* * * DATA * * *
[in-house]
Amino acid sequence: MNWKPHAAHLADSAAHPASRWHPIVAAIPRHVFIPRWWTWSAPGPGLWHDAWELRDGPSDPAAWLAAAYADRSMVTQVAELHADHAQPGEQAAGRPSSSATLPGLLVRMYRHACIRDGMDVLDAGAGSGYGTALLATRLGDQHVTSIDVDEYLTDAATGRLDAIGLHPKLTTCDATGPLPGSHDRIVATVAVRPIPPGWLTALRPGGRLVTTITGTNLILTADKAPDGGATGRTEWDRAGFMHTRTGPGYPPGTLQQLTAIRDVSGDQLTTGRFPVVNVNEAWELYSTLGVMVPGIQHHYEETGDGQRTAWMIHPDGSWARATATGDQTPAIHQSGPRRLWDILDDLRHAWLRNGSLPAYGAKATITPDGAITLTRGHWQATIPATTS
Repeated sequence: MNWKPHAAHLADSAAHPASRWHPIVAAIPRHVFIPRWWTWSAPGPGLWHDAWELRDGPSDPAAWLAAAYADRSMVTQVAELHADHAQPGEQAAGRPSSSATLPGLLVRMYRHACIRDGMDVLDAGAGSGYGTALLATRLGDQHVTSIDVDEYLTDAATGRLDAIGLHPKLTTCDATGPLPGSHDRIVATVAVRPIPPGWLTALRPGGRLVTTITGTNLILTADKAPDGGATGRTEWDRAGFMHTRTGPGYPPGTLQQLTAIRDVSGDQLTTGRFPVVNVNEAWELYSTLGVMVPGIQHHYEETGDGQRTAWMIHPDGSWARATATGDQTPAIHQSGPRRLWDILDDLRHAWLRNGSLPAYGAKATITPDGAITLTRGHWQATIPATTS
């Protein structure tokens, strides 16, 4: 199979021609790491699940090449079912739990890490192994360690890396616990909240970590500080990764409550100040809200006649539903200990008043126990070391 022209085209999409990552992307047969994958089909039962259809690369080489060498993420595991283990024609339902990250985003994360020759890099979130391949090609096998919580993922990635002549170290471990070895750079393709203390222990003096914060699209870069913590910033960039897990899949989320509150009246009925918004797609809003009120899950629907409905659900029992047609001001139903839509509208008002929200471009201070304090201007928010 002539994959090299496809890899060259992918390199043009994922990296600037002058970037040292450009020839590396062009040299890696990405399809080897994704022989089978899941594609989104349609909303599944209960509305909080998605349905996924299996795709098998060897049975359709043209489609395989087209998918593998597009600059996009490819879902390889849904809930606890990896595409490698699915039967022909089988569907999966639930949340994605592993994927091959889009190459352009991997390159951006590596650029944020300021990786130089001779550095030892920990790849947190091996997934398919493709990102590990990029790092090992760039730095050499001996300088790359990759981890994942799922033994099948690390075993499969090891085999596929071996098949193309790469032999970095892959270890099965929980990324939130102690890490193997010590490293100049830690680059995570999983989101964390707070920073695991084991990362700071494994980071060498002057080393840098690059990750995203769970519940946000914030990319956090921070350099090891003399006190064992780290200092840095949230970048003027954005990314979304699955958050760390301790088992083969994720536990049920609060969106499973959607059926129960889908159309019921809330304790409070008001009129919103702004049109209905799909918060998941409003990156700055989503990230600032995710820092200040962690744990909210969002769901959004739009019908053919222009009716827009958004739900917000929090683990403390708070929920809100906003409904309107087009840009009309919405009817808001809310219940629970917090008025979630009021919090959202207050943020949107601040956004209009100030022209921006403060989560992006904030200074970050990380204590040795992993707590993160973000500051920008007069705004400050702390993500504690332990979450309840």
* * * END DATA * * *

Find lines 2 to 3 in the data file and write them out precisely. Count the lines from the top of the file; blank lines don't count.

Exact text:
Amino acid sequence: MNWKPHAAHLADSAAHPASRWHPIVAAIPRHVFIPRWWTWSAPGPGLWHDAWELRDGPSDPAAWLAAAYADRSMVTQVAELHADHAQPGEQAAGRPSSSATLPGLLVRMYRHACIRDGMDVLDAGAGSGYGTALLATRLGDQHVTSIDVDEYLTDAATGRLDAIGLHPKLTTCDATGPLPGSHDRIVATVAVRPIPPGWLTALRPGGRLVTTITGTNLILTADKAPDGGATGRTEWDRAGFMHTRTGPGYPPGTLQQLTAIRDVSGDQLTTGRFPVVNVNEAWELYSTLGVMVPGIQHHYEETGDGQRTAWMIHPDGSWARATATGDQTPAIHQSGPRRLWDILDDLRHAWLRNGSLPAYGAKATITPDGAITLTRGHWQATIPATTS
Repeated sequence: MNWKPHAAHLADSAAHPASRWHPIVAAIPRHVFIPRWWTWSAPGPGLWHDAWELRDGPSDPAAWLAAAYADRSMVTQVAELHADHAQPGEQAAGRPSSSATLPGLLVRMYRHACIRDGMDVLDAGAGSGYGTALLATRLGDQHVTSIDVDEYLTDAATGRLDAIGLHPKLTTCDATGPLPGSHDRIVATVAVRPIPPGWLTALRPGGRLVTTITGTNLILTADKAPDGGATGRTEWDRAGFMHTRTGPGYPPGTLQQLTAIRDVSGDQLTTGRFPVVNVNEAWELYSTLGVMVPGIQHHYEETGDGQRTAWMIHPDGSWARATATGDQTPAIHQSGPRRLWDILDDLRHAWLRNGSLPAYGAKATITPDGAITLTRGHWQATIPATTS